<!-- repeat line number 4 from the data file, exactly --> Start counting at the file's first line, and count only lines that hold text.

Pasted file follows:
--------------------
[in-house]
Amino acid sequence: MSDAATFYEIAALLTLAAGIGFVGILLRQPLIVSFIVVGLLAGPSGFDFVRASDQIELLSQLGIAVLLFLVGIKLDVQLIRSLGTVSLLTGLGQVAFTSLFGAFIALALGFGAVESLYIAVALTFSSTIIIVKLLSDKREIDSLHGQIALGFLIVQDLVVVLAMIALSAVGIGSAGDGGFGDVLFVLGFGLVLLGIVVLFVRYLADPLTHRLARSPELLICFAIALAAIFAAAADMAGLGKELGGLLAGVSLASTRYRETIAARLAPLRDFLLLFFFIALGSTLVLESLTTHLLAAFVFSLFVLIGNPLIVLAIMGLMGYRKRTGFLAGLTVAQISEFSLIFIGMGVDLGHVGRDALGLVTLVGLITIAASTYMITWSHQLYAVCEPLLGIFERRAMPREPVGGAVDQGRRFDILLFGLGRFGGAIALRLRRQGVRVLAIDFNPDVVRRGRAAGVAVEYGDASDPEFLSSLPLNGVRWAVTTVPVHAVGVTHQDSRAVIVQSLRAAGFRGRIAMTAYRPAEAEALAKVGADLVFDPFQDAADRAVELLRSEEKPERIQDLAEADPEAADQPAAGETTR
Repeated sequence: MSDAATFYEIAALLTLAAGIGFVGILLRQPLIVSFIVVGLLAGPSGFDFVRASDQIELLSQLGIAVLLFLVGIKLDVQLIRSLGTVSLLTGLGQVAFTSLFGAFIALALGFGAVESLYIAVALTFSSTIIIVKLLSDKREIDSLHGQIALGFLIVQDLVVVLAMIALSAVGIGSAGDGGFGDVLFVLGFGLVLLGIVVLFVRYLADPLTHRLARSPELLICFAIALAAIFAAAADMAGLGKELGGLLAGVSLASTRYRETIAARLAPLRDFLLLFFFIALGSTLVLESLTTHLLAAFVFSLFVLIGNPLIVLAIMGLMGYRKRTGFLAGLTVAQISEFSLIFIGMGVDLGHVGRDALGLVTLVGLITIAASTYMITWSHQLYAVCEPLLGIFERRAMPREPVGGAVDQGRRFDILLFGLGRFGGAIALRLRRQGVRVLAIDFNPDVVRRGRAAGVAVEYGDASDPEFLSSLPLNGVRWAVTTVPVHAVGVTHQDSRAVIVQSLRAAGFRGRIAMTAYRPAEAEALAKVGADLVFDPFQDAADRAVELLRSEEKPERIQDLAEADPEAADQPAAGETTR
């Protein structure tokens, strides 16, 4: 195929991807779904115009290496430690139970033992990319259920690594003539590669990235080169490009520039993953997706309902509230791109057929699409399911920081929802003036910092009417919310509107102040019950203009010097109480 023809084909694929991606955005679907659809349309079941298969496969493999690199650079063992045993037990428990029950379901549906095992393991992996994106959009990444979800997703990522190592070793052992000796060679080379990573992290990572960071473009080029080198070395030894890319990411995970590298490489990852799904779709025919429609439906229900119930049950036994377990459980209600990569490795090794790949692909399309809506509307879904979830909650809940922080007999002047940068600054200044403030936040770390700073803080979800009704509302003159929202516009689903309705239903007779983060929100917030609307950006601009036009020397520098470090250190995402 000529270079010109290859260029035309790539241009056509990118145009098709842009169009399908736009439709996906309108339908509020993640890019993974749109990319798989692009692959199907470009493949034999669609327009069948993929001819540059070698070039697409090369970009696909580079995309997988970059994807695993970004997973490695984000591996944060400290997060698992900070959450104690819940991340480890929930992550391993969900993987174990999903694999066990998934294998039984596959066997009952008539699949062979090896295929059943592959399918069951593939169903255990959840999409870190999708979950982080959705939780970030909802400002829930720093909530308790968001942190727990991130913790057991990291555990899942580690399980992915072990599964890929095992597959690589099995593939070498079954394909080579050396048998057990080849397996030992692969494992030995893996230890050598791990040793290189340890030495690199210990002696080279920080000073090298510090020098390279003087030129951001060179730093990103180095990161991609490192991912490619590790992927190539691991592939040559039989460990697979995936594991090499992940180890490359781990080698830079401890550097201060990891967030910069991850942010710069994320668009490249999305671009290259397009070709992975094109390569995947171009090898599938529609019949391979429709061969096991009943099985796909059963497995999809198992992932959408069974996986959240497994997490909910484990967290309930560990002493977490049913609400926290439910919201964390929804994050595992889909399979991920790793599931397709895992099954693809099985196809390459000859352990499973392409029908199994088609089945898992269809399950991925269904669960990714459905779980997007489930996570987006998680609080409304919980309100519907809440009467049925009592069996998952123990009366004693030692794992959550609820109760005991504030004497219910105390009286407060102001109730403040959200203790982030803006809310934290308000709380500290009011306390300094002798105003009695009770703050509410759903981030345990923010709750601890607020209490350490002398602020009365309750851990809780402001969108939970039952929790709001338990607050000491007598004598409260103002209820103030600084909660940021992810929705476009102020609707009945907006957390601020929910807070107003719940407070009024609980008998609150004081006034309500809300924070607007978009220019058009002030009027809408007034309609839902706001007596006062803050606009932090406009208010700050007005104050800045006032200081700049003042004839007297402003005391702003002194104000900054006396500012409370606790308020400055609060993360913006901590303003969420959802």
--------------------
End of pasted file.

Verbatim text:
């Protein structure tokens, strides 16, 4: 195929991807779904115009290496430690139970033992990319259920690594003539590669990235080169490009520039993953997706309902509230791109057929699409399911920081929802003036910092009417919310509107102040019950203009010097109480 023809084909694929991606955005679907659809349309079941298969496969493999690199650079063992045993037990428990029950379901549906095992393991992996994106959009990444979800997703990522190592070793052992000796060679080379990573992290990572960071473009080029080198070395030894890319990411995970590298490489990852799904779709025919429609439906229900119930049950036994377990459980209600990569490795090794790949692909399309809506509307879904979830909650809940922080007999002047940068600054200044403030936040770390700073803080979800009704509302003159929202516009689903309705239903007779983060929100917030609307950006601009036009020397520098470090250190995402 000529270079010109290859260029035309790539241009056509990118145009098709842009169009399908736009439709996906309108339908509020993640890019993974749109990319798989692009692959199907470009493949034999669609327009069948993929001819540059070698070039697409090369970009696909580079995309997988970059994807695993970004997973490695984000591996944060400290997060698992900070959450104690819940991340480890929930992550391993969900993987174990999903694999066990998934294998039984596959066997009952008539699949062979090896295929059943592959399918069951593939169903255990959840999409870190999708979950982080959705939780970030909802400002829930720093909530308790968001942190727990991130913790057991990291555990899942580690399980992915072990599964890929095992597959690589099995593939070498079954394909080579050396048998057990080849397996030992692969494992030995893996230890050598791990040793290189340890030495690199210990002696080279920080000073090298510090020098390279003087030129951001060179730093990103180095990161991609490192991912490619590790992927190539691991592939040559039989460990697979995936594991090499992940180890490359781990080698830079401890550097201060990891967030910069991850942010710069994320668009490249999305671009290259397009070709992975094109390569995947171009090898599938529609019949391979429709061969096991009943099985796909059963497995999809198992992932959408069974996986959240497994997490909910484990967290309930560990002493977490049913609400926290439910919201964390929804994050595992889909399979991920790793599931397709895992099954693809099985196809390459000859352990499973392409029908199994088609089945898992269809399950991925269904669960990714459905779980997007489930996570987006998680609080409304919980309100519907809440009467049925009592069996998952123990009366004693030692794992959550609820109760005991504030004497219910105390009286407060102001109730403040959200203790982030803006809310934290308000709380500290009011306390300094002798105003009695009770703050509410759903981030345990923010709750601890607020209490350490002398602020009365309750851990809780402001969108939970039952929790709001338990607050000491007598004598409260103002209820103030600084909660940021992810929705476009102020609707009945907006957390601020929910807070107003719940407070009024609980008998609150004081006034309500809300924070607007978009220019058009002030009027809408007034309609839902706001007596006062803050606009932090406009208010700050007005104050800045006032200081700049003042004839007297402003005391702003002194104000900054006396500012409370606790308020400055609060993360913006901590303003969420959802």